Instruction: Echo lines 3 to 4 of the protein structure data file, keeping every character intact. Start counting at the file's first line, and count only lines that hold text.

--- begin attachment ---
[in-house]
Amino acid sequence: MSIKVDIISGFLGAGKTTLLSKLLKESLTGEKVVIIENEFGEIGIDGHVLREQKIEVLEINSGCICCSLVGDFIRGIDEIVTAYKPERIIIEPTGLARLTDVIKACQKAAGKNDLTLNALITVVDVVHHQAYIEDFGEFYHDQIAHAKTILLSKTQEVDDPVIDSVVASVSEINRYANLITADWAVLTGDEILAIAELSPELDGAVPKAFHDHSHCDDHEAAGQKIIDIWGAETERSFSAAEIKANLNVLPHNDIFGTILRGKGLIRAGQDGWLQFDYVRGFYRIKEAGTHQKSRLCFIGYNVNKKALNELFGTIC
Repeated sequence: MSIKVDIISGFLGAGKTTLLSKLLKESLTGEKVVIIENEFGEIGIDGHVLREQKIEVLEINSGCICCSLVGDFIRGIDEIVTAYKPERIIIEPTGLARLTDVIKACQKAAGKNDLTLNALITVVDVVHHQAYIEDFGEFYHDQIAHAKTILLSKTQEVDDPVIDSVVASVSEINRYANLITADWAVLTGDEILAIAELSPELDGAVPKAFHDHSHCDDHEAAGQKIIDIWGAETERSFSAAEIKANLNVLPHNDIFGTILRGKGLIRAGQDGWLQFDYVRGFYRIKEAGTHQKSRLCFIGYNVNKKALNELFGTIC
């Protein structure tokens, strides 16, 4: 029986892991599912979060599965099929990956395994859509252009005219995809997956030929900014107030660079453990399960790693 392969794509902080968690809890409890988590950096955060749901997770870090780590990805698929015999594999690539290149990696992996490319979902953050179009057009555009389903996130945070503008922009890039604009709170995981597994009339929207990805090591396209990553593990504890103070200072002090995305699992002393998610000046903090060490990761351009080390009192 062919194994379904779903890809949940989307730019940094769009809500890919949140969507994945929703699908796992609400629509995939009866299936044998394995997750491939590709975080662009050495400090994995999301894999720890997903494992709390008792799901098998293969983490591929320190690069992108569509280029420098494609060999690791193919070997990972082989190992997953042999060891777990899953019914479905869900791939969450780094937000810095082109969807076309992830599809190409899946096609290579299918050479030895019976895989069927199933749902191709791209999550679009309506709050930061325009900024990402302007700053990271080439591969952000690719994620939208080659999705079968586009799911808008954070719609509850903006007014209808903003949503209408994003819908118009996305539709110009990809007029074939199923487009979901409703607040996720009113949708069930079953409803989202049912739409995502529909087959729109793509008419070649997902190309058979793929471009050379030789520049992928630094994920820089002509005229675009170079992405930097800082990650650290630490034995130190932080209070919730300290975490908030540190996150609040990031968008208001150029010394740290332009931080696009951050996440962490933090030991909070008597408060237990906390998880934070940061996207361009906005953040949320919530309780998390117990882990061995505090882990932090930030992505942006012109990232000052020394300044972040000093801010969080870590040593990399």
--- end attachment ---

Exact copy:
Repeated sequence: MSIKVDIISGFLGAGKTTLLSKLLKESLTGEKVVIIENEFGEIGIDGHVLREQKIEVLEINSGCICCSLVGDFIRGIDEIVTAYKPERIIIEPTGLARLTDVIKACQKAAGKNDLTLNALITVVDVVHHQAYIEDFGEFYHDQIAHAKTILLSKTQEVDDPVIDSVVASVSEINRYANLITADWAVLTGDEILAIAELSPELDGAVPKAFHDHSHCDDHEAAGQKIIDIWGAETERSFSAAEIKANLNVLPHNDIFGTILRGKGLIRAGQDGWLQFDYVRGFYRIKEAGTHQKSRLCFIGYNVNKKALNELFGTIC
């Protein structure tokens, strides 16, 4: 029986892991599912979060599965099929990956395994859509252009005219995809997956030929900014107030660079453990399960790693 392969794509902080968690809890409890988590950096955060749901997770870090780590990805698929015999594999690539290149990696992996490319979902953050179009057009555009389903996130945070503008922009890039604009709170995981597994009339929207990805090591396209990553593990504890103070200072002090995305699992002393998610000046903090060490990761351009080390009192 062919194994379904779903890809949940989307730019940094769009809500890919949140969507994945929703699908796992609400629509995939009866299936044998394995997750491939590709975080662009050495400090994995999301894999720890997903494992709390008792799901098998293969983490591929320190690069992108569509280029420098494609060999690791193919070997990972082989190992997953042999060891777990899953019914479905869900791939969450780094937000810095082109969807076309992830599809190409899946096609290579299918050479030895019976895989069927199933749902191709791209999550679009309506709050930061325009900024990402302007700053990271080439591969952000690719994620939208080659999705079968586009799911808008954070719609509850903006007014209808903003949503209408994003819908118009996305539709110009990809007029074939199923487009979901409703607040996720009113949708069930079953409803989202049912739409995502529909087959729109793509008419070649997902190309058979793929471009050379030789520049992928630094994920820089002509005229675009170079992405930097800082990650650290630490034995130190932080209070919730300290975490908030540190996150609040990031968008208001150029010394740290332009931080696009951050996440962490933090030991909070008597408060237990906390998880934070940061996207361009906005953040949320919530309780998390117990882990061995505090882990932090930030992505942006012109990232000052020394300044972040000093801010969080870590040593990399």